Blanch tomatoes briefly in boiling water to loosen the skins, then peel, seed and juice them. Dice the tomato flesh. Add chives, salt, and white pepper.
Tomatoes that are showing a little pink coloration amid the green, as they just begin to turn red, are thought to have the best flavor. Slice them, skin on, so that you have 3 (1/4-inch) slices from each. Sprinkle the slices with a mixture of kosher salt, sugar, and black pepper.
For the coating, mix together the best stone-ground white cornmeal you can find (Weisenberger Mills cornmeal is excellent), and flour. Dip the seasoned tomato slices in the cornmeal mixture.
Film a heavy skillet (in Kentucky, a black cast iron skillet is favored) with a generous amount of bacon fat. (Have more bacon fat ready to add to the skillet if the tomatoes absorb too much. If you've dietary qualms about this, use half bacon fat and half canola oil. For the saute, any kind of fat or oil will do, but the bacon clearly gives the best and most authentic taste.) Heat the oil until fairly hot, but not quite smoking. Fry the coated tomatoes approximately 2 to 3 minutes on each side, being sure not to crowd the skillet. Drain the slices on paper towels, and keep warm in a very low oven.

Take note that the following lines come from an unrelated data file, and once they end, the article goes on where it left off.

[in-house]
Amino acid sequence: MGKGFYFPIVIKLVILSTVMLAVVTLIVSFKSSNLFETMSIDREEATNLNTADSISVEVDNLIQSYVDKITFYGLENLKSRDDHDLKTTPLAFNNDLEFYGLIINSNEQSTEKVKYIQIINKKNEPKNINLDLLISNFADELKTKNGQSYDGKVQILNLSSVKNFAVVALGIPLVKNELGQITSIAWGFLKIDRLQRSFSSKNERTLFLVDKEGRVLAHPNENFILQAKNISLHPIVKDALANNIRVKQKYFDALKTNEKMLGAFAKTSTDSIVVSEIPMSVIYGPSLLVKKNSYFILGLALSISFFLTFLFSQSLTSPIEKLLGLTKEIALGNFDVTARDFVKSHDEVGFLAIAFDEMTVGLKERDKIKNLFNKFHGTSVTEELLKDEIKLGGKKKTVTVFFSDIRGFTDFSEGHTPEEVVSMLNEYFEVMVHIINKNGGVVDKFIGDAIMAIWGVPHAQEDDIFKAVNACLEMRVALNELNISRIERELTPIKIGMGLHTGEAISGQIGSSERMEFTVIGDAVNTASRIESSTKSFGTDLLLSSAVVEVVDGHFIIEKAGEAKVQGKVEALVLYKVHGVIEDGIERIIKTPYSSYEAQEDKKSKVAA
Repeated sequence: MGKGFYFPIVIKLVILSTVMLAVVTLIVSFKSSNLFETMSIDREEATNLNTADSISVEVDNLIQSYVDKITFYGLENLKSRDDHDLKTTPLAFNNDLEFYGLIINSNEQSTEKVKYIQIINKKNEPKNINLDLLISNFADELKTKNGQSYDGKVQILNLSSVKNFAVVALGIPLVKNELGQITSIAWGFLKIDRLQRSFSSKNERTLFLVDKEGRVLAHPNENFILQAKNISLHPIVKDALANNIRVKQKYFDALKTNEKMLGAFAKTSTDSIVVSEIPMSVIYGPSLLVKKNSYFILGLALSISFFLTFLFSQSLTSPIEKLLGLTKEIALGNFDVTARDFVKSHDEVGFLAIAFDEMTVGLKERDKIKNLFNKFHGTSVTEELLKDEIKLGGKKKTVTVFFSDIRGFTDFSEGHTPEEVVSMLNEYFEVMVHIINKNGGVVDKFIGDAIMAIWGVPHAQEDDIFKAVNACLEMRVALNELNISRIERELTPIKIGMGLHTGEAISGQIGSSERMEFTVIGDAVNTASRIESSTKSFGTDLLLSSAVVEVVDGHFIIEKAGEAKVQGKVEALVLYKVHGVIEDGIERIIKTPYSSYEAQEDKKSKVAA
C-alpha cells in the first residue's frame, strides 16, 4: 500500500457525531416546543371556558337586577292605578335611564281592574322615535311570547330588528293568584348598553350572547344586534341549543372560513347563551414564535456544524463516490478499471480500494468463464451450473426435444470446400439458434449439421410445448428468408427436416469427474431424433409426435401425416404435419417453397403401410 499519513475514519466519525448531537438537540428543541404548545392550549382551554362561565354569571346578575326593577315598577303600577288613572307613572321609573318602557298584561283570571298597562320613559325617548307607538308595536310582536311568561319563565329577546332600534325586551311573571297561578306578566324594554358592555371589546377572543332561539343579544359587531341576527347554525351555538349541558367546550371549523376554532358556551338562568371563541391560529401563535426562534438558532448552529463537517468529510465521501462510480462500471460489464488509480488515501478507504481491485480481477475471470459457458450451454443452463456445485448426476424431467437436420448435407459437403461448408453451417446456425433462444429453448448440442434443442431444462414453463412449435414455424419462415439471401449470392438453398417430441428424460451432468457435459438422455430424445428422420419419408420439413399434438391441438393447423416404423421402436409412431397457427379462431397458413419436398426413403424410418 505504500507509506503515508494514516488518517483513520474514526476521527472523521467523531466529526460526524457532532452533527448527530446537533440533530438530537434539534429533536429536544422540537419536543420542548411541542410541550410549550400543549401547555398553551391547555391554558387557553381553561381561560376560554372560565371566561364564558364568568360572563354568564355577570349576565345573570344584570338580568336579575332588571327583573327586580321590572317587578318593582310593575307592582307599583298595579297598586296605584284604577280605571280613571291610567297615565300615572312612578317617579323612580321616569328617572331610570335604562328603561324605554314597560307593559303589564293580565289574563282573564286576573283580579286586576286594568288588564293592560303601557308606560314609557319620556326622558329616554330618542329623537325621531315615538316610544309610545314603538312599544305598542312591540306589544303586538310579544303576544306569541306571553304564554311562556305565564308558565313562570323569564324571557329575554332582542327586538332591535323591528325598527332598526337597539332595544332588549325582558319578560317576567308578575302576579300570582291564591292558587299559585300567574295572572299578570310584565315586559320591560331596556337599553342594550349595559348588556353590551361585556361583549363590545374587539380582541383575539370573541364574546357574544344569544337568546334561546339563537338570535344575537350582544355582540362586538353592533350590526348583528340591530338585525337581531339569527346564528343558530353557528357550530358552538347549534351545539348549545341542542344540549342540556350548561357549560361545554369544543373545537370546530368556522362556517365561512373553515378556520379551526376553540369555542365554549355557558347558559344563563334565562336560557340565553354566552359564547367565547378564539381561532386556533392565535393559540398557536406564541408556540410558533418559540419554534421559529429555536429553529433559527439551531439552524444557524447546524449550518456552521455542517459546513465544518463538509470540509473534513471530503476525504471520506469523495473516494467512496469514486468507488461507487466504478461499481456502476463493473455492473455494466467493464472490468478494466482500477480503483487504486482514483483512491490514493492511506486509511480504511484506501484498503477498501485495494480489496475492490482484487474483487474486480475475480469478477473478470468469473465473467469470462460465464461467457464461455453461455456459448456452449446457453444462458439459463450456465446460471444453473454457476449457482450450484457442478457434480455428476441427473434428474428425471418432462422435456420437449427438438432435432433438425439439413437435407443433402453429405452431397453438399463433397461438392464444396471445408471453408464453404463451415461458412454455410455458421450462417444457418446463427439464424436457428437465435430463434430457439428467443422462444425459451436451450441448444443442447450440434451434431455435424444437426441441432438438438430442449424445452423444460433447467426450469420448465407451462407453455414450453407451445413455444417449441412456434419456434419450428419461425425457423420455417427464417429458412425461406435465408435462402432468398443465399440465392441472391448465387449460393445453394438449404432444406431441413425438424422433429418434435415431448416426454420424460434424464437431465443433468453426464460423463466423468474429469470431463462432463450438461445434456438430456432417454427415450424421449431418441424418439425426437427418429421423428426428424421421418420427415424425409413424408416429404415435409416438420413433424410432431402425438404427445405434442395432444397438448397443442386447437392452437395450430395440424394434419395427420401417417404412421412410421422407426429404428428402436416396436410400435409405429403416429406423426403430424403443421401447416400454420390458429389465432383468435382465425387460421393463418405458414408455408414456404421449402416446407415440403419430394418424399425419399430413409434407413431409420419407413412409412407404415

Slice cheese into very thin slices.
Make sure the fried green tomatoes are still very warm (you may want to slightly increase the oven temperature at the last minute to make sure). On each of 4 warmed plates, spoon out a thin layer of the tomato concasse in a circle that will extend beyond the tomato stack. Place a tomato slice on each plate, and cover (overlapping just a bit) with the thin cheese slices; place another tomato slice on each, and repeat the cheese placement; top each with the remaining slices. Do this as quickly as you can so that the cheese melts just slightly (you may place the plates briefly back in the oven to do this, but guard against the tomato crusts becoming soggy).
When ready to serve, top each stack with micro-greens (we like baby arugula for this extra taste treat), and garnish the plates with nasturtium flowers, adding the piquant taste of watercress to the dish. (If you don't have nasturtium flowers, you might dot the plate with droplets of reduced balsamic vinegar.) Serve at once.
Recipe courtesy of Kathy Cary, Lilly's Restaurant